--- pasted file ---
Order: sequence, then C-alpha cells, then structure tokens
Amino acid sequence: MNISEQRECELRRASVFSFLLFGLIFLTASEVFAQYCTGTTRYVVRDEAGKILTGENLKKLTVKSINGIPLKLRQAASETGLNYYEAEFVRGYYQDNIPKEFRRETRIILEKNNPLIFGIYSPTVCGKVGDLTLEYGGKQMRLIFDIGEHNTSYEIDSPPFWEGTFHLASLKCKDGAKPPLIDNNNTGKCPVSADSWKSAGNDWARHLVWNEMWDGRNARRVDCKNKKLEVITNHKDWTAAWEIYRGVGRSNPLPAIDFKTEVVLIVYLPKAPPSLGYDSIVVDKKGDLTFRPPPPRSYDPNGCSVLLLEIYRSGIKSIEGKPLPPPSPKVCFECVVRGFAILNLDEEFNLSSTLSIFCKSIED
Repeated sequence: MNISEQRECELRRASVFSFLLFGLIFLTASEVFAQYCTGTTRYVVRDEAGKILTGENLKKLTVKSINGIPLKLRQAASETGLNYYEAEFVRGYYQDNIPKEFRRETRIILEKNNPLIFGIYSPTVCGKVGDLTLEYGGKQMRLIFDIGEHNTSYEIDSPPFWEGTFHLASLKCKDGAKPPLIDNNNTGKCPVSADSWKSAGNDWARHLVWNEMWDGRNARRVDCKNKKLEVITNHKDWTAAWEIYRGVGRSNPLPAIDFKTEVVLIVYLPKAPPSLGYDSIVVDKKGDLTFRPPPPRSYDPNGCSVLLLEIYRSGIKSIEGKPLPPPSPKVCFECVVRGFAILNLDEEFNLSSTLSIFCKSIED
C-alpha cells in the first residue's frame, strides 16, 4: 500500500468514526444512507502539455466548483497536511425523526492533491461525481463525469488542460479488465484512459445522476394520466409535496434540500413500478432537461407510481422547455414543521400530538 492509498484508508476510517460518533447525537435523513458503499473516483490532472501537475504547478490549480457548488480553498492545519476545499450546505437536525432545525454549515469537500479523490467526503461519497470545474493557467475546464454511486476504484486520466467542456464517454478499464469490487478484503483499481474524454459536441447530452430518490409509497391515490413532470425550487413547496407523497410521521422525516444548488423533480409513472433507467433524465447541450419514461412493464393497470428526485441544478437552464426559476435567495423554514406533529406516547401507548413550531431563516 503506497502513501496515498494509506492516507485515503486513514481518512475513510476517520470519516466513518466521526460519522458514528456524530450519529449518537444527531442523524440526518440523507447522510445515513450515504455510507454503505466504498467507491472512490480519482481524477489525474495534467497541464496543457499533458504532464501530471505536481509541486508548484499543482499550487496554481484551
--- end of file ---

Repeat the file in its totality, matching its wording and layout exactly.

Order: sequence, then C-alpha cells, then structure tokens
Amino acid sequence: MNISEQRECELRRASVFSFLLFGLIFLTASEVFAQYCTGTTRYVVRDEAGKILTGENLKKLTVKSINGIPLKLRQAASETGLNYYEAEFVRGYYQDNIPKEFRRETRIILEKNNPLIFGIYSPTVCGKVGDLTLEYGGKQMRLIFDIGEHNTSYEIDSPPFWEGTFHLASLKCKDGAKPPLIDNNNTGKCPVSADSWKSAGNDWARHLVWNEMWDGRNARRVDCKNKKLEVITNHKDWTAAWEIYRGVGRSNPLPAIDFKTEVVLIVYLPKAPPSLGYDSIVVDKKGDLTFRPPPPRSYDPNGCSVLLLEIYRSGIKSIEGKPLPPPSPKVCFECVVRGFAILNLDEEFNLSSTLSIFCKSIED
Repeated sequence: MNISEQRECELRRASVFSFLLFGLIFLTASEVFAQYCTGTTRYVVRDEAGKILTGENLKKLTVKSINGIPLKLRQAASETGLNYYEAEFVRGYYQDNIPKEFRRETRIILEKNNPLIFGIYSPTVCGKVGDLTLEYGGKQMRLIFDIGEHNTSYEIDSPPFWEGTFHLASLKCKDGAKPPLIDNNNTGKCPVSADSWKSAGNDWARHLVWNEMWDGRNARRVDCKNKKLEVITNHKDWTAAWEIYRGVGRSNPLPAIDFKTEVVLIVYLPKAPPSLGYDSIVVDKKGDLTFRPPPPRSYDPNGCSVLLLEIYRSGIKSIEGKPLPPPSPKVCFECVVRGFAILNLDEEFNLSSTLSIFCKSIED
C-alpha cells in the first residue's frame, strides 16, 4: 500500500468514526444512507502539455466548483497536511425523526492533491461525481463525469488542460479488465484512459445522476394520466409535496434540500413500478432537461407510481422547455414543521400530538 492509498484508508476510517460518533447525537435523513458503499473516483490532472501537475504547478490549480457548488480553498492545519476545499450546505437536525432545525454549515469537500479523490467526503461519497470545474493557467475546464454511486476504484486520466467542456464517454478499464469490487478484503483499481474524454459536441447530452430518490409509497391515490413532470425550487413547496407523497410521521422525516444548488423533480409513472433507467433524465447541450419514461412493464393497470428526485441544478437552464426559476435567495423554514406533529406516547401507548413550531431563516 503506497502513501496515498494509506492516507485515503486513514481518512475513510476517520470519516466513518466521526460519522458514528456524530450519529449518537444527531442523524440526518440523507447522510445515513450515504455510507454503505466504498467507491472512490480519482481524477489525474495534467497541464496543457499533458504532464501530471505536481509541486508548484499543482499550487496554481484551